The *big* problem lies with web sites that insist on 'good' passwords for access to trivial stuff.
I know of one major consulting company that insists on the whole upper / lower / digit / punctuation thing merely to create an account to read their published content.
Those are the kinds of sites that give us all the irits!
I have no problem re-using the same trivial password for sites that need no personal information (or are happy with false data!). As soon as a site records some kind of unique / personal data about me, the 'proper' rules kick in.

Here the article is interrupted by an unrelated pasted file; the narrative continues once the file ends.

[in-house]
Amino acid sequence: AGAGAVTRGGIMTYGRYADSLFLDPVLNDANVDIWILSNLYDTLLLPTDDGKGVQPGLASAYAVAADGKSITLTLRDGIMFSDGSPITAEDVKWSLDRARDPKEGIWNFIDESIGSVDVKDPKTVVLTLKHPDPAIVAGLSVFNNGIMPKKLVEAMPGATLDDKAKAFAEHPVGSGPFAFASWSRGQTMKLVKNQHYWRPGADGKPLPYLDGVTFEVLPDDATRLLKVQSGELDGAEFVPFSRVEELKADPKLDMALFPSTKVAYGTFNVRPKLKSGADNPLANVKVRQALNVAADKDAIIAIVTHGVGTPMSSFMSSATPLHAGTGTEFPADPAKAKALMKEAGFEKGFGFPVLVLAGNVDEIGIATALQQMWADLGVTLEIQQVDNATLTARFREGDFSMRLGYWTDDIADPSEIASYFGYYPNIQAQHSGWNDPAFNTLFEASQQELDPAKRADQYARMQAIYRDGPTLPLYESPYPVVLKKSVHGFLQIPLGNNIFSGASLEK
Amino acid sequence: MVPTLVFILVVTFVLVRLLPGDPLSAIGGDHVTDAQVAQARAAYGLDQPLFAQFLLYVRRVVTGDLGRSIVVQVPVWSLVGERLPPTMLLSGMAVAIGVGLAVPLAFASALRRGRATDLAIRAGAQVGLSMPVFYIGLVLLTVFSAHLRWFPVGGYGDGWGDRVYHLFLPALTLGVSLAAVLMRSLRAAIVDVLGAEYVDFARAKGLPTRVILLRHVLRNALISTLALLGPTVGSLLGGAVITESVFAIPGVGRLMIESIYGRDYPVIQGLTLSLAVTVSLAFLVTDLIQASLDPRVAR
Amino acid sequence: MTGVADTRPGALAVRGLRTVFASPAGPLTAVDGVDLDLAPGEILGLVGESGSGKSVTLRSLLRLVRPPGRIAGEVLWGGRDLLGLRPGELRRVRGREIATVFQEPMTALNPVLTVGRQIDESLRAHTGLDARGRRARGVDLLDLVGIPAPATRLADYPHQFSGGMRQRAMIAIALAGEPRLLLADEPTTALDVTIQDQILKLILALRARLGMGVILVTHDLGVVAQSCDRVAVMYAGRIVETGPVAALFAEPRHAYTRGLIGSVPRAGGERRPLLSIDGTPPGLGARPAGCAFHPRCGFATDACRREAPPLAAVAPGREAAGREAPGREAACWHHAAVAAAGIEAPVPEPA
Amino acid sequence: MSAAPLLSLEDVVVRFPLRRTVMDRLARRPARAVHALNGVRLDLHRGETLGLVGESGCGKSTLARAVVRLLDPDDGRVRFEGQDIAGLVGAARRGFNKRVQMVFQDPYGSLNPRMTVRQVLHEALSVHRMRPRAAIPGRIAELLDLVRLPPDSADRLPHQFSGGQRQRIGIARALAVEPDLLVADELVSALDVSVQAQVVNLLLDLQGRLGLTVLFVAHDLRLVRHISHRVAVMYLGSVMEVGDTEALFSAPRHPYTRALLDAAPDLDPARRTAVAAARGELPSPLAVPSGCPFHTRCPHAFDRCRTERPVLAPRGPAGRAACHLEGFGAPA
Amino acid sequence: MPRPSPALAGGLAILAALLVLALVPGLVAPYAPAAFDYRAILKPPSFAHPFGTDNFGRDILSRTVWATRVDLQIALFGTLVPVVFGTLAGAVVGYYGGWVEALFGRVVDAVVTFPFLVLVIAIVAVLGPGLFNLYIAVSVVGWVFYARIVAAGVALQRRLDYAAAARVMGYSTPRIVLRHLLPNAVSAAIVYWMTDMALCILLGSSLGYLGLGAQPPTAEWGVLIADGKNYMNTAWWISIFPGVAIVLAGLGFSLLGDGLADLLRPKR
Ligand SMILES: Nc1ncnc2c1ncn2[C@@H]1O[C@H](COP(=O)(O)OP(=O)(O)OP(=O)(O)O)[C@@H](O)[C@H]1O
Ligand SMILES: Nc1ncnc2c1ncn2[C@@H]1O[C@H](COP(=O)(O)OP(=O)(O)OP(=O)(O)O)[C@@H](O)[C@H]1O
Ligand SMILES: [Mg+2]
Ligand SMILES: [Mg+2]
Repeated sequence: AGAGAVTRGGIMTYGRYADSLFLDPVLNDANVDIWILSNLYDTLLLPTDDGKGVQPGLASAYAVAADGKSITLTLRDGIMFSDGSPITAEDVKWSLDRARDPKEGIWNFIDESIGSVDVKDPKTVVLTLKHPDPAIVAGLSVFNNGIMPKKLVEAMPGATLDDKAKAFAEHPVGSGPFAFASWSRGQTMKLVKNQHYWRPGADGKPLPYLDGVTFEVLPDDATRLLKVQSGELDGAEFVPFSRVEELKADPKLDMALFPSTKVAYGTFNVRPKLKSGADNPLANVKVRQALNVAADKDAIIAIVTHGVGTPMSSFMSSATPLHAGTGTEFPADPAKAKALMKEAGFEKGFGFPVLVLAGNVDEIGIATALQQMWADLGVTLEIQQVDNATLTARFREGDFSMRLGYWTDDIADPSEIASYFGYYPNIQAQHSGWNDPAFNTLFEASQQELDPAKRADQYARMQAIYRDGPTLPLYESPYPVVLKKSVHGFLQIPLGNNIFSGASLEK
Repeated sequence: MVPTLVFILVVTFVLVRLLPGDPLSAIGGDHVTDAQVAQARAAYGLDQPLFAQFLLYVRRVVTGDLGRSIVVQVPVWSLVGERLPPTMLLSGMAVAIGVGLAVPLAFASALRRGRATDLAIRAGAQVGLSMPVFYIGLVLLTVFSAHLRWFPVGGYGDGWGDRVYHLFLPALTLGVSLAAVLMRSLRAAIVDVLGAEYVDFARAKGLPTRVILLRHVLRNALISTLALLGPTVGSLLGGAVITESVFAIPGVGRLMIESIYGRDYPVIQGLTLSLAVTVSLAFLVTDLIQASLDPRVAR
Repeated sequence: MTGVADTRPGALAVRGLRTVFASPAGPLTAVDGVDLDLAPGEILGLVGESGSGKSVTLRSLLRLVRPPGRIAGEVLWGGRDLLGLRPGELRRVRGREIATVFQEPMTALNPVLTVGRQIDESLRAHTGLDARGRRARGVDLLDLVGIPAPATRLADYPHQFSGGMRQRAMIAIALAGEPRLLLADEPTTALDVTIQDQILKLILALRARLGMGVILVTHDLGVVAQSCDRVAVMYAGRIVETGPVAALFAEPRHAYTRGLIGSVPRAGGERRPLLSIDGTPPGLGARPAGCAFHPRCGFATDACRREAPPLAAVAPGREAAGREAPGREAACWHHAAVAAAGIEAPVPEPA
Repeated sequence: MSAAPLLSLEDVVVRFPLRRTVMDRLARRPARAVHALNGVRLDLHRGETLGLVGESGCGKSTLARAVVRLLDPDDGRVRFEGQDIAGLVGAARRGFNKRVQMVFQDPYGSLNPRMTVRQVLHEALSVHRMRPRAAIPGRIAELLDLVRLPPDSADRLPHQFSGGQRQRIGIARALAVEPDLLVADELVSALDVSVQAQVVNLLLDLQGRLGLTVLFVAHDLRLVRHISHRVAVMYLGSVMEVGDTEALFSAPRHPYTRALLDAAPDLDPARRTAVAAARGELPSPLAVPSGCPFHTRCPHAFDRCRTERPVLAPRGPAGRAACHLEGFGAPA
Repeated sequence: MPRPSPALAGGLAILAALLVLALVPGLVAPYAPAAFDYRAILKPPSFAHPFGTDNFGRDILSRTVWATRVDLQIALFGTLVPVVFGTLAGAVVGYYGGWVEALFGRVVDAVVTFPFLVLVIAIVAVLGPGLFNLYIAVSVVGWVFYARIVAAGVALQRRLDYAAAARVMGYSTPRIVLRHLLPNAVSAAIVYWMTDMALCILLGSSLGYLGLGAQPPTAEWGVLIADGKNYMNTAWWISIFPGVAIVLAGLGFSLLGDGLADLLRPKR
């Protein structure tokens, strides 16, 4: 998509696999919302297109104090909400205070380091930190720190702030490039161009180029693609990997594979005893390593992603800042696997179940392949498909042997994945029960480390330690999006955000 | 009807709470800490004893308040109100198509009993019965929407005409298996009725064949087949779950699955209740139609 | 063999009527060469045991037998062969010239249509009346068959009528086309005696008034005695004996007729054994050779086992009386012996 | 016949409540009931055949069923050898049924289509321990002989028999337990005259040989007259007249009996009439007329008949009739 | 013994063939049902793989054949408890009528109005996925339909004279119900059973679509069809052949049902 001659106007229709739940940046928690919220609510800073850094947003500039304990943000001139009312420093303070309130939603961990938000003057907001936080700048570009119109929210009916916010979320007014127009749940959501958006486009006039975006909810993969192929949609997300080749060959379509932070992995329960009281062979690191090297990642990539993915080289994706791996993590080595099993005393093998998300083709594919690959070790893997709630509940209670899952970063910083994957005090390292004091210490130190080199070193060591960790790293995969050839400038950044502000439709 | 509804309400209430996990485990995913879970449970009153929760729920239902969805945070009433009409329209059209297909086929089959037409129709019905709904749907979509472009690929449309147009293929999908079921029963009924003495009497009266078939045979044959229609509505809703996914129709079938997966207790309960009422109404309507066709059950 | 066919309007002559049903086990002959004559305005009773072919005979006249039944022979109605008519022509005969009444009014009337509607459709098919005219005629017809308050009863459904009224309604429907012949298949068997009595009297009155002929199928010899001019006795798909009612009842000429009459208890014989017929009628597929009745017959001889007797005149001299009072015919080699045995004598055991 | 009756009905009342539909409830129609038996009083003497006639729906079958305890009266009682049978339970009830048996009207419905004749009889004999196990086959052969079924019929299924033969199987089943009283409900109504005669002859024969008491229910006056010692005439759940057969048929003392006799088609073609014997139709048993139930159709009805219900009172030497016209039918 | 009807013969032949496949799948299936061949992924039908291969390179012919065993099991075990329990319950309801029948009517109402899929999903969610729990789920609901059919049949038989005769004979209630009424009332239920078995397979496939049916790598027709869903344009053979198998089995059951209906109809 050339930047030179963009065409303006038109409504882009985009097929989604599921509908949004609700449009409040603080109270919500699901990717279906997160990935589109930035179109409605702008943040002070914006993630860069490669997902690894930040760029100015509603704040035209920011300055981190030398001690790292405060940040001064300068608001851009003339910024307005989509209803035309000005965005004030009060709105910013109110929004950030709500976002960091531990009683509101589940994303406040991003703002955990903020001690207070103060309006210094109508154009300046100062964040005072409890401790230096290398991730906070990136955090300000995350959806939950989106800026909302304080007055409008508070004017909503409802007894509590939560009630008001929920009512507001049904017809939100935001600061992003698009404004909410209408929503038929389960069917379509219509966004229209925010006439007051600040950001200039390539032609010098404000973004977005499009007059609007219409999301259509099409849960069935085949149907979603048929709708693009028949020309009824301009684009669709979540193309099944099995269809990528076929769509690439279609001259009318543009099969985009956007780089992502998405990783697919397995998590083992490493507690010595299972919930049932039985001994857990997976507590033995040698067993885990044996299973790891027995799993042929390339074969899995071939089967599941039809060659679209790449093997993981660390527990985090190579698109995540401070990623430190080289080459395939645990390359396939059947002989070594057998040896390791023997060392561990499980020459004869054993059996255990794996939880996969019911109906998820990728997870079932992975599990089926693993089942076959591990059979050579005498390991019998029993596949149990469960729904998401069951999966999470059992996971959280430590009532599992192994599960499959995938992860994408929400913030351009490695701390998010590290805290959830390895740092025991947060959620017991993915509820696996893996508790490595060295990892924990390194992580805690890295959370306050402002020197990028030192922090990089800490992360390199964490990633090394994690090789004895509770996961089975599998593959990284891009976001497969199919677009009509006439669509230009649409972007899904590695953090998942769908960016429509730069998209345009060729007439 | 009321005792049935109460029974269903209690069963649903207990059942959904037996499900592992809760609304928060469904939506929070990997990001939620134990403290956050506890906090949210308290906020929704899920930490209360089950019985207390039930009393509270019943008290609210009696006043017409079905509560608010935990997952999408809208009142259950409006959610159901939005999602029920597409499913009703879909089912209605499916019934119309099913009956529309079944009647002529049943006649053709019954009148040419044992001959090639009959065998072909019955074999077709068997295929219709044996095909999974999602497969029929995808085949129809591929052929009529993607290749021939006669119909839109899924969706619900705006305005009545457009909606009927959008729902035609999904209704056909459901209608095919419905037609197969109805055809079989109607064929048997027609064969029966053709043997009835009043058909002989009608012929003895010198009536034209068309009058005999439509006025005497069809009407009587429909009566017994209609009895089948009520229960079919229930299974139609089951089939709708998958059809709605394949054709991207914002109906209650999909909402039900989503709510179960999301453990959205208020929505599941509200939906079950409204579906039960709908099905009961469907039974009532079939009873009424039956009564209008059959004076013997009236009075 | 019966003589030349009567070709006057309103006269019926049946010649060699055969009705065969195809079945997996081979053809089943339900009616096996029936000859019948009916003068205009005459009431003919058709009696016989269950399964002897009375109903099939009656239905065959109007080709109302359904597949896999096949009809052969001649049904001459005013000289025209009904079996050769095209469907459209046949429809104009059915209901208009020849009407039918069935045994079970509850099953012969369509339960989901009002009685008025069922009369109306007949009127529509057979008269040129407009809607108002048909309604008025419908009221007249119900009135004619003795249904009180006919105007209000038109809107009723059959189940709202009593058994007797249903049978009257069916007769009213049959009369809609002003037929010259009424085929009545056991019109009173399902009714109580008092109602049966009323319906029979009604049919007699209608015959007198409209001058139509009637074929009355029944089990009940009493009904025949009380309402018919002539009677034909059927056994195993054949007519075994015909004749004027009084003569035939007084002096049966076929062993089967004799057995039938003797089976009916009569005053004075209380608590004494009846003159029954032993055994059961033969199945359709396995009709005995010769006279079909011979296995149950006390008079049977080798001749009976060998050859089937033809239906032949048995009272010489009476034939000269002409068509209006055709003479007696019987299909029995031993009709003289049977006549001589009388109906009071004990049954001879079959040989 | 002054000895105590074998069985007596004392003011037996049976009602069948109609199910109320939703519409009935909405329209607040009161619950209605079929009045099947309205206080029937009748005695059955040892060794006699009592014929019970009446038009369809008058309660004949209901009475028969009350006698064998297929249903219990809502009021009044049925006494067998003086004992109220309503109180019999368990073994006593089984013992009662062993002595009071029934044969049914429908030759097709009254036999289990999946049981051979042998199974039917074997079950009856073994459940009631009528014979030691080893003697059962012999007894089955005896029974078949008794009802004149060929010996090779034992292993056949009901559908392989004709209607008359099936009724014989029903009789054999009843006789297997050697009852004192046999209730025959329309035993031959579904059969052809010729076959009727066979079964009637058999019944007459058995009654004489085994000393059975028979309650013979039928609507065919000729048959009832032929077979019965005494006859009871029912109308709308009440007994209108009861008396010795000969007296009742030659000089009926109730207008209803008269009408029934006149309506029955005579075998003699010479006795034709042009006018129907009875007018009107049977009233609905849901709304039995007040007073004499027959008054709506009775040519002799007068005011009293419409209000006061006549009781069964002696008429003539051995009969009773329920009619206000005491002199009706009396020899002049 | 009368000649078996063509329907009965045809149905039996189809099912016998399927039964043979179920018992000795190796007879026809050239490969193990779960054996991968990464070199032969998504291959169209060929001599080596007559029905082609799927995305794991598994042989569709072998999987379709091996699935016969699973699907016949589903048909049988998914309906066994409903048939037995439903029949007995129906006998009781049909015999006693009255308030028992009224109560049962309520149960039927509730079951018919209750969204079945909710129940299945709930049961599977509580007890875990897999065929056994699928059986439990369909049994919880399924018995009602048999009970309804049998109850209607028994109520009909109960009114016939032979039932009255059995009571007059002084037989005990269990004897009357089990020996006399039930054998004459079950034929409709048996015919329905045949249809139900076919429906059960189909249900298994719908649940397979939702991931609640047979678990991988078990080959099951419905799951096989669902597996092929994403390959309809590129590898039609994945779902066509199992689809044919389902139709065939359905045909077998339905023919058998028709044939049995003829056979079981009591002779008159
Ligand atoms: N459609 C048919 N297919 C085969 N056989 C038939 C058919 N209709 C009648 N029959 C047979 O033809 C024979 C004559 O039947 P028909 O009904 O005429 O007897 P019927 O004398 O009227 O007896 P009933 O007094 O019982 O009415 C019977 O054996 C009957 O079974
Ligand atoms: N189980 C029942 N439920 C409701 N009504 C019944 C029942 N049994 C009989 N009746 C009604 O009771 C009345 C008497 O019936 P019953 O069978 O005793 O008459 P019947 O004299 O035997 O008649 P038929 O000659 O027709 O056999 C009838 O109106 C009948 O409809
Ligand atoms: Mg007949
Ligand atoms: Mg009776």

I'm fairly sure this attitude is the reason many of the hacks reveal such a plethora of easy-to-guess passwords, passwords that will work on other sites. Despite all the warnings about re-use, I think people are generally more pragmatic than the experts give them credit for. And I think (hope!) that this explains the number of 'easy' passwords that researchers discover in the various troves of stolen credentials.
I know we have seen reports of a breached email address / password list being used to authenticate on a different site, but how often has this been proven to occur where the second location contains personal information? In fact (wondering out loud) have any of the researchers tried the password against the actual email account?
David Heath is a New Zealand-born Australian resident who initially pursued Geology and ended up with a Computer Science degree.